Is international law a legal system?

Some time in the future, when I weigh all the things Osgoode did to me, the Jurisprudence class I took last year will definitely add a ton to the good-things side of the scales. Taught by Leslie Green, a world’s major jurisprudence authority and simply a great prof, the course gave me much-needed peace.

See, I am one of those poor souls who desperately need a big picture when they take a task. Law schools, may I say, do not quite target people like that. Fortunately, you can take the optional Jurisprudence class if you are at Osgoode (mandatory in many civil law systems I hear).

Here is the paper I wrote for that class. It addresses a well-worn issue so it’s more of an exercise in logic than in ground-breaking research. But it was fun writing it after reading Hart’s The Concept of Law, Fuller’s The Morality of Law, Raz’s The Authority of Law, and finally, my favourite: Dworkin’s Law’s Empire, for Leslie Green’s class.

If someone goes so very far as to read the actual paper, I will be extremely grateful for any comments.

Is international law a legal system? [pdf, 144 kb]

5 Comments on "Is international law a legal system?"

  1. I asked the same question, right before I started law school.

    Since then, I’ve refined my position to suggest that international law does exist, but it is a different type of law than we commonly think of.

    Perhaps the greatest example of the existence of an “international legal system” is that many international laws are incorporated into domestic law. As you mention, states themselves choose to bind their actions through custom and treaty. Human rights legislation is just one example of this, but there are many others.

    This does not mean that there are not problems with enforcing international law. It does not mean that international laws are not broken. And it does not mean that international laws can change from what they are now to something else in the future.

    But all of these problems are also present in domestic legal systems.

  2. Gee, what an interesting paper. Close to the end of it, you say: “This is the necessary first step in proving the nature of international law as a legal system. Next, I would like to demonstrate that international law is efficacious. Since an empirical proof seems impractical, I propose a theory based on Lon Fuller’s ideas43 and an “interactional theory of international law”44. This theory argues that international law is efficacious because it possesses internal morality.”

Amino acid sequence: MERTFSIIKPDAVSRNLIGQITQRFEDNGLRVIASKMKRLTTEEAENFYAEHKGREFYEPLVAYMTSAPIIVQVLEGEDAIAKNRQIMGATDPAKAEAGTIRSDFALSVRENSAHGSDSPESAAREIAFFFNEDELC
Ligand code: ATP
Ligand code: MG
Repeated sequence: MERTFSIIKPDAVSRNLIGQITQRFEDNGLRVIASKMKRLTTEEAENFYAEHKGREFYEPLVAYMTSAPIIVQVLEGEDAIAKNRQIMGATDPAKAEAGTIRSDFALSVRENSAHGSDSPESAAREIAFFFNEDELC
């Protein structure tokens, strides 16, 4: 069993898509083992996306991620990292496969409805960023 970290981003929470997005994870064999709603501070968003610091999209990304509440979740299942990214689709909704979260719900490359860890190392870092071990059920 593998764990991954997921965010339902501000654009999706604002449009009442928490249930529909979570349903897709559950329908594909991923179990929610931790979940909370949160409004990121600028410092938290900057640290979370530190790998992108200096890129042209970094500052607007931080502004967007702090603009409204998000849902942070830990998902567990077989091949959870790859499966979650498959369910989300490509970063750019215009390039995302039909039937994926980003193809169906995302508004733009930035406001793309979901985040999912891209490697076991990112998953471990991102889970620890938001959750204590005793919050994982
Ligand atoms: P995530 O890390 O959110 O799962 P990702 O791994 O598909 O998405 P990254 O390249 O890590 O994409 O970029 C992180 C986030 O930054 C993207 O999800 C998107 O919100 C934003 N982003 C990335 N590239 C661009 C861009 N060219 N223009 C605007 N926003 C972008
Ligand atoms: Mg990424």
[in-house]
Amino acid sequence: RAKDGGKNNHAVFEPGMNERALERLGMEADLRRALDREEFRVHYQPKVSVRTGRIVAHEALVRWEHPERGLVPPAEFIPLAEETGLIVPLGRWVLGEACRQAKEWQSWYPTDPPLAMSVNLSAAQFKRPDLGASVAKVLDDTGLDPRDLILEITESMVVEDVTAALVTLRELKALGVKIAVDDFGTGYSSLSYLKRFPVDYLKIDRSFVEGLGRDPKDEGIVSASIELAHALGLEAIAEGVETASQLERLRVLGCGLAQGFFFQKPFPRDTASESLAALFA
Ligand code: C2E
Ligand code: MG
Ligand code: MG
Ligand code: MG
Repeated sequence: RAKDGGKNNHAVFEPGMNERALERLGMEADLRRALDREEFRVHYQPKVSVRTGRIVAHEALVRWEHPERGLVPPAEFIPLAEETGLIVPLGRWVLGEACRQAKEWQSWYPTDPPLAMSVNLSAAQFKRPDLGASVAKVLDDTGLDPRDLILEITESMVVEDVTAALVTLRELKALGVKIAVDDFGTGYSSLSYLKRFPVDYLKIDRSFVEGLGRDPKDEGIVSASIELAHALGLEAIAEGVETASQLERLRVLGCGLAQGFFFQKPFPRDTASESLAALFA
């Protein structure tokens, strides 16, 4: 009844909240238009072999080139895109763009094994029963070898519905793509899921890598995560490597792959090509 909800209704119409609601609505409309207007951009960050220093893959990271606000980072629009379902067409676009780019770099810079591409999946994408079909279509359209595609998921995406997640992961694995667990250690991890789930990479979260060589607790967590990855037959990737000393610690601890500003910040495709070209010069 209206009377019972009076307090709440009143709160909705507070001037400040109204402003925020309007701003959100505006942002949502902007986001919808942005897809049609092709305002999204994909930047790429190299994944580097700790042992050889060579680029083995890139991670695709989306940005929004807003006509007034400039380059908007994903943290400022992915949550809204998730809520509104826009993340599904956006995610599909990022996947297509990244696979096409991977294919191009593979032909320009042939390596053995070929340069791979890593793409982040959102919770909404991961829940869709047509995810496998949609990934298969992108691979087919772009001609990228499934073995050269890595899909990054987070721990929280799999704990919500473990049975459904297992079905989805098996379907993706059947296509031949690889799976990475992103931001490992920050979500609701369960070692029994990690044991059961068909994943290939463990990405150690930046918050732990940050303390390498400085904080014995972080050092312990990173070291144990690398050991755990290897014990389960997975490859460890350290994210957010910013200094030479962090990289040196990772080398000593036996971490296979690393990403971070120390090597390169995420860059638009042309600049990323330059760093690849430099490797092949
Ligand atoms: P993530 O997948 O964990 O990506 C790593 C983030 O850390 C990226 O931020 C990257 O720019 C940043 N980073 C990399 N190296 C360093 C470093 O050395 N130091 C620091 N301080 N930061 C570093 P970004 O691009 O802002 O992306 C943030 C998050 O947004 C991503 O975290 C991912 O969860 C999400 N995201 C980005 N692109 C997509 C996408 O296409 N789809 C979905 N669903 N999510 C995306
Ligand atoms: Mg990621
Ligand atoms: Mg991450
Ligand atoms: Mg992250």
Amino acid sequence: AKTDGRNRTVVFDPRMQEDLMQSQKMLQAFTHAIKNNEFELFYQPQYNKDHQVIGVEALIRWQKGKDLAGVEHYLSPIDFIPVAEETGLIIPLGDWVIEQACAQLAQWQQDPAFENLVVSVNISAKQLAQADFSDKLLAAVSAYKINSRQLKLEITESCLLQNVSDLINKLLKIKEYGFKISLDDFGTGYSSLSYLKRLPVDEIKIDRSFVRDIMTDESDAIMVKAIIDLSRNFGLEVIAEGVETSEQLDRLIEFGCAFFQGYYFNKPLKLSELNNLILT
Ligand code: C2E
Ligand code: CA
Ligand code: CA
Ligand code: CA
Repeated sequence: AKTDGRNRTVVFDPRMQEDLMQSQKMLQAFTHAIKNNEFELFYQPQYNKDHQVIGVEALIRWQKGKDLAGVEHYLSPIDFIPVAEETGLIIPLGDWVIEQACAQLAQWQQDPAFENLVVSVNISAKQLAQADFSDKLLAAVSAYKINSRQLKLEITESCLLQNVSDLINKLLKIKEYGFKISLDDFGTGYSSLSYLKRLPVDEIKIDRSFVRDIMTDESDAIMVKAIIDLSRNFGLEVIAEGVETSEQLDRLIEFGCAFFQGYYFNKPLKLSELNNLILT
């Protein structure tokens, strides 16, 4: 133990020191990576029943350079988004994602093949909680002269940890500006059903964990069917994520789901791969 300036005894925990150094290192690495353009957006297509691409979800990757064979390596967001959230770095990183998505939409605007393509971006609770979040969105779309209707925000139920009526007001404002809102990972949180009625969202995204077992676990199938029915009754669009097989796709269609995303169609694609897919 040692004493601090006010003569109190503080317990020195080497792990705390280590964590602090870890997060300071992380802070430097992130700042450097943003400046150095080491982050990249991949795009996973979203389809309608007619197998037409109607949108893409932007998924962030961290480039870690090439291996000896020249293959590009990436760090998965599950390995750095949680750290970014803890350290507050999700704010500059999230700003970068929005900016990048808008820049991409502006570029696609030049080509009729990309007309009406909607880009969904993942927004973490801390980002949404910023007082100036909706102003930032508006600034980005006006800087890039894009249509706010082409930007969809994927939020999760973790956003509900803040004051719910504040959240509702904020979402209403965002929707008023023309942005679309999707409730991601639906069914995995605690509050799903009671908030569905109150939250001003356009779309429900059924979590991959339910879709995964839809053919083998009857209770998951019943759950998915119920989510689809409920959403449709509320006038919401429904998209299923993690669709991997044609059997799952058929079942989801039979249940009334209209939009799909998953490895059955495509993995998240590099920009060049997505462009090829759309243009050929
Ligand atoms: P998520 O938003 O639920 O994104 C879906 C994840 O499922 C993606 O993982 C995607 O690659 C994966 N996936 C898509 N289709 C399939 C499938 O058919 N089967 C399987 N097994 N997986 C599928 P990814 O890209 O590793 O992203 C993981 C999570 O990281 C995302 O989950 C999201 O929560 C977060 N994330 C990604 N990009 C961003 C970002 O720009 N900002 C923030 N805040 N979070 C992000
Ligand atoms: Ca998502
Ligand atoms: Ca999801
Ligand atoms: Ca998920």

I would like to suggest, since you asked for suggestions, that in the next step after that, you start to consider what the unique character of an “international legal system” would be. Every real system has qualities unique to it.

    Also, I can see the broad applicability of your reasoning in the paper to considerations of other global systems, for example, to the virtual system of protocols whereby “intelligence organizations” such as CSIS, M16, the C.I.A, and the JTTF share info with each other and with other “friendlies.”

    And speaking of virtuality, it strikes me that your international legal system has something of a ‘virtual’ character to it.

    There are a couple of people I can think of who might be helpful to you along the way in your search to arrive at the essential nature of the ILS. One is “Pithlord,” a lawyer who works for the B.C. govt and is an expert in “pith and substance law.” Seriously, he is. He’s written books and he gets quoted in court cases by judges. His blog URL is:
    We don’t personally agree on many things; but he’s a very nice man, and he will help you if he can.
    The other person you might look up on your way to Damascus is Andy Moyer. He’s an expert in systematics:

    Also, if you publish anything more along these lines, I would love to read it. If you develop your theory to the point of publishing a book along these lines, I would definitely buy it.
    My email address is
    So don’t forget me if you publish anything.

  3. Thank you very much for your comments. Marnie, I’ll think about writing more on this topic…

  4. David Shulman | June 26, 2009 at 11:29 pm |

    Were you once a philosophy student?

  5. David, no, never had a chance. But I had math and logic training, and I like analytic jurisprudence.

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